November 22 2017
Writer John Pinder shares the story of his peaceful Thanksgiving run through Adirondack Park.
*Courtesy of Daughter Of A Runner
Today, I feel as though society has painted us an image of the ‘ideal’ athlete. We’re constantly bombarded with photos on Instagram or Facebook that depict thin, muscular, low-body fat individuals with eat-less/move-more mantras. Consciously and unconsciously we often fall victim to believing our own lifestyles do not adequately compare. Therefore we can not classify ourselves under the same “athlete” umbrella.
Do I have to look like that to be considered an athlete? Do I refrain from calling myself a runner or tell someone that “I go to the gym 3 days a week” because I don’t have a flat stomach? Am I embarrassed to post a photo of myself on Instagram after a race because my time is not “good enough”? The notion of appreciating and accepting our own body image and personal achievments is a struggle for a great number of people.
In reality, defining yourself as runner or athlete should not be contingent on body image or how we believe we rank compared to others. Being a runner is defined by the sheer passion you have for the sport. By the grit and commitment you dedicate to workouts. It’s the way you embrace each step along the running journey, and appreciate how the sport allows your soul to grow. Never be fearful of acknowledging your fitness.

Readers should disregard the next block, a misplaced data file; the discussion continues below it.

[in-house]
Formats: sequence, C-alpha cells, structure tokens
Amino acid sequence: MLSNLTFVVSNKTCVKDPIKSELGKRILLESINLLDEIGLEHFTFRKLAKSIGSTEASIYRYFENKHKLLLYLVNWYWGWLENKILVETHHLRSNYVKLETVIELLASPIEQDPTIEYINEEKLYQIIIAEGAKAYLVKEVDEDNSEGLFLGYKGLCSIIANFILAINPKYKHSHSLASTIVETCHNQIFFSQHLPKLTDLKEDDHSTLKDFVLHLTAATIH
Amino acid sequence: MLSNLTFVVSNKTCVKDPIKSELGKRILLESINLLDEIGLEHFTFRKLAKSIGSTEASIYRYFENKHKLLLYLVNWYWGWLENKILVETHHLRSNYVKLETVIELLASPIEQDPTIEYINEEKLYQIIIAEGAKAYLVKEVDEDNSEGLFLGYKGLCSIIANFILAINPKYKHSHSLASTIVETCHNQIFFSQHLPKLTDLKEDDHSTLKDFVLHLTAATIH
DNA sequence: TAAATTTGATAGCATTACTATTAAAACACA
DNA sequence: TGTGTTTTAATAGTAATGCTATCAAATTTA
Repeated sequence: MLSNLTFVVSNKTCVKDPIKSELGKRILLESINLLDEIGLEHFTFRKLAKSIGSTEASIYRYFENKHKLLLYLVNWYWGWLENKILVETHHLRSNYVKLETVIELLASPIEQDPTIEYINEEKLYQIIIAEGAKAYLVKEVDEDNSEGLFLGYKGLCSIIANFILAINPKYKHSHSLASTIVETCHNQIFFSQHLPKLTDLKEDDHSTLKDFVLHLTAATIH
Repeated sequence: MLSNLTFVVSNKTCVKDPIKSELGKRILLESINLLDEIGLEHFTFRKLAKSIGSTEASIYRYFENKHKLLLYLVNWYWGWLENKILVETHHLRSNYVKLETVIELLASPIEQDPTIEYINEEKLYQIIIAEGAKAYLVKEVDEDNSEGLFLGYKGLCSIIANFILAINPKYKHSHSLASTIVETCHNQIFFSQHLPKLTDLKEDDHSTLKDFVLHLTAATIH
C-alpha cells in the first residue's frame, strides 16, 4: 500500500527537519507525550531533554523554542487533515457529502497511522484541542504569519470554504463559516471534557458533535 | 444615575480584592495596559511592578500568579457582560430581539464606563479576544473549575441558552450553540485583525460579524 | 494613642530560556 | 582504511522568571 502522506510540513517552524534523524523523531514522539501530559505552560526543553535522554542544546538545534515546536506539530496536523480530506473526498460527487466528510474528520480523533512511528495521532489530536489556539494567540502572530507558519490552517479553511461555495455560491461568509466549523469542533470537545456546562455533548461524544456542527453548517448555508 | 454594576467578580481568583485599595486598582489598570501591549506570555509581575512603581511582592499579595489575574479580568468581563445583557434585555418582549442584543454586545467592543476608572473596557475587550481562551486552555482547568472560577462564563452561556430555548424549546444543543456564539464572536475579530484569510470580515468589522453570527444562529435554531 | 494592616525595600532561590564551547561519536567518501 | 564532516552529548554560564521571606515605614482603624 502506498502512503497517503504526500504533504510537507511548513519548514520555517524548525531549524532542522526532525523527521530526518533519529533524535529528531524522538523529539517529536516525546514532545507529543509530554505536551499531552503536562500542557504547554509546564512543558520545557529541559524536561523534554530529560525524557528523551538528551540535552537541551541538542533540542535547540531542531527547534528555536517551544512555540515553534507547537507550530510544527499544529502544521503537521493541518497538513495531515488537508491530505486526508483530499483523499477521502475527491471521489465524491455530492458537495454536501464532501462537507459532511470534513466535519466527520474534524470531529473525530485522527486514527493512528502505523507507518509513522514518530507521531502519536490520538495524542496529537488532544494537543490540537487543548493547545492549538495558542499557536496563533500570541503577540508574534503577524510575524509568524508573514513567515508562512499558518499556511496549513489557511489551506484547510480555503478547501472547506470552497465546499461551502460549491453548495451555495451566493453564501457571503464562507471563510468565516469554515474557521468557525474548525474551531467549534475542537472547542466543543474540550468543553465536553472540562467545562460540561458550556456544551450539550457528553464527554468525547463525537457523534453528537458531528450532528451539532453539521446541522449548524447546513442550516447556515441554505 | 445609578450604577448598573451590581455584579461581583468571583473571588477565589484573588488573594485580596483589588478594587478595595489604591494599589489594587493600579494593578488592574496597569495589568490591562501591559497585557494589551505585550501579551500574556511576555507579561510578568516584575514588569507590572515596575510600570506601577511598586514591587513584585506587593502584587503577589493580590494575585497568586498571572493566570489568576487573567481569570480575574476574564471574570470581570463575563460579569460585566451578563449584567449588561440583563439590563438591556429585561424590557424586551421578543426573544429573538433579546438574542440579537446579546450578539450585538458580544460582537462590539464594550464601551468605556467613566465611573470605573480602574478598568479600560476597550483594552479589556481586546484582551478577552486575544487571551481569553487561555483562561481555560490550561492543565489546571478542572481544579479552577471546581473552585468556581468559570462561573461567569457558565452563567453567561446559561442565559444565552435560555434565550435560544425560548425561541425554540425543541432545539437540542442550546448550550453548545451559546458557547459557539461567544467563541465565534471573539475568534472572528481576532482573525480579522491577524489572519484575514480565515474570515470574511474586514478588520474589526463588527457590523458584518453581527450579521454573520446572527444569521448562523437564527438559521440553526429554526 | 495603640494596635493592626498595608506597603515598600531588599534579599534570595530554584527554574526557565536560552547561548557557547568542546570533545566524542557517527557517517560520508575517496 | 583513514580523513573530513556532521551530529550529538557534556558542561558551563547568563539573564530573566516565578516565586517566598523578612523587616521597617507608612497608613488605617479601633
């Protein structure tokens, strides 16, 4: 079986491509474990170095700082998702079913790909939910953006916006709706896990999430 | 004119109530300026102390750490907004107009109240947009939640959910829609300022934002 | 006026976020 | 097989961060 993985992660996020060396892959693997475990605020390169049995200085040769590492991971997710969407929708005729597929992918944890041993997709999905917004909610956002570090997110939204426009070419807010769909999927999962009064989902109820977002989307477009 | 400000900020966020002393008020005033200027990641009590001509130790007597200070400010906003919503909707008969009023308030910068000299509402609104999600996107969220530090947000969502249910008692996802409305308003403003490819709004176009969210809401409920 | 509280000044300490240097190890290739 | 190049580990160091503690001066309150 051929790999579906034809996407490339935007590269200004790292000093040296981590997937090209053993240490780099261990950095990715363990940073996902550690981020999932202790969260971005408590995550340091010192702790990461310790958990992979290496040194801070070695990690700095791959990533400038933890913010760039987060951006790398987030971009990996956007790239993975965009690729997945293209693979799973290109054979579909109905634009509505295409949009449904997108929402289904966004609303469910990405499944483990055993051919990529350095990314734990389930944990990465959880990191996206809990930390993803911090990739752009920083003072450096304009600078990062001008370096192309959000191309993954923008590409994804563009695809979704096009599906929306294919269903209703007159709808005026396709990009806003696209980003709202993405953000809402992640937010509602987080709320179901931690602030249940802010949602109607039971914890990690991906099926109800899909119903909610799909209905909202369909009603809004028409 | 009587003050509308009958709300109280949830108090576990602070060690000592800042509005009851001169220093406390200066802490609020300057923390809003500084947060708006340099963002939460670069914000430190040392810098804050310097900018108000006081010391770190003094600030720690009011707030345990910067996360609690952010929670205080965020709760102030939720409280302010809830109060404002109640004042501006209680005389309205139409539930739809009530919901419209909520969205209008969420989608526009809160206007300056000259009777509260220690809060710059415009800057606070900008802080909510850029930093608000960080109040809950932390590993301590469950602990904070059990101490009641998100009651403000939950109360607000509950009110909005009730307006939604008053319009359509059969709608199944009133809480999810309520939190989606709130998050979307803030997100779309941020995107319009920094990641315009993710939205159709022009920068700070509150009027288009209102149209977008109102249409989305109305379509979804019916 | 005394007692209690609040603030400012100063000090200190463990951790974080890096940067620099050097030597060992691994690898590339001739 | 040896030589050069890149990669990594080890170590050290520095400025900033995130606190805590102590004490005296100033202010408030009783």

So what does constitute as being a runner? I put together my own list of “You can call yourself a runner when _________”
1. You consider a “marathon” 42.2 kilometers, not a day on the couch watching a whole season of Game of Thrones.
2. You get emotional when getting rid of old running shoes.
3. You Vaseline your entire body to avoid chafing, but you chafe anyway.
4. You blame signing up for at least one of your races on the “runner’s high.”
5. You schedule runs during family vacation. Actually, you plan family vacations around your running schedule.
6. You Google Map driving directions to a destination and subconsciously begin wondering if you should run there instead.
7. You sacrifice late Saturday nights and going out with friends for early Sunday runs.
8. You have daily dates with an ice pack and a foam roller.
9. You know that frustrating feeling when your GPS watch will not pick up the location.
10. Your reply to “what did you do this weekend?” is “I went for a run…”
11. You’ve experienced the cycle of signing up for a race, regretting it, hating yourself during the race and then finally feeling runners high once you finish…and repeat.